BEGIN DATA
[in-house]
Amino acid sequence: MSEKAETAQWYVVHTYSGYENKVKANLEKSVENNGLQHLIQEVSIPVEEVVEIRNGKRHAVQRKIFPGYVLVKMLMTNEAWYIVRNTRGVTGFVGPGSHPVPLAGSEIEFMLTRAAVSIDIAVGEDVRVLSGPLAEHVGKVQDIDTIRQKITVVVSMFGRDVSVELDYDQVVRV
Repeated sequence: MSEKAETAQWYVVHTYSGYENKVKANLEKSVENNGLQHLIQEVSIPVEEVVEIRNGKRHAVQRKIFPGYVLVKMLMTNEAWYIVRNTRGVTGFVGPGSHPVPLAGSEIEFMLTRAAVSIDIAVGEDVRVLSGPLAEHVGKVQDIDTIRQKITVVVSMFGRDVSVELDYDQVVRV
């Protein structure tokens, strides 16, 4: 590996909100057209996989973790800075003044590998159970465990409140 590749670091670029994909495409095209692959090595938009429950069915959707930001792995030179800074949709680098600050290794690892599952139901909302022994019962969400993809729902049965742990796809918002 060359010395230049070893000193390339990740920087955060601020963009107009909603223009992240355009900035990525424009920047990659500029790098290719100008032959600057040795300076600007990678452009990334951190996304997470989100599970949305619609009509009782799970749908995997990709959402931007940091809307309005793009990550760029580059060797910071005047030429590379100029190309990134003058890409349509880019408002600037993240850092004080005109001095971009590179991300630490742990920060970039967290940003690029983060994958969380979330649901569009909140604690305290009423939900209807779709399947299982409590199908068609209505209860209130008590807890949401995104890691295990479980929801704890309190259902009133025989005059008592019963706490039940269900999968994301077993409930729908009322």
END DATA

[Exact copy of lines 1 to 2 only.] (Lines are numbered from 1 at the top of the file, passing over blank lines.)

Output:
[in-house]
Amino acid sequence: MSEKAETAQWYVVHTYSGYENKVKANLEKSVENNGLQHLIQEVSIPVEEVVEIRNGKRHAVQRKIFPGYVLVKMLMTNEAWYIVRNTRGVTGFVGPGSHPVPLAGSEIEFMLTRAAVSIDIAVGEDVRVLSGPLAEHVGKVQDIDTIRQKITVVVSMFGRDVSVELDYDQVVRV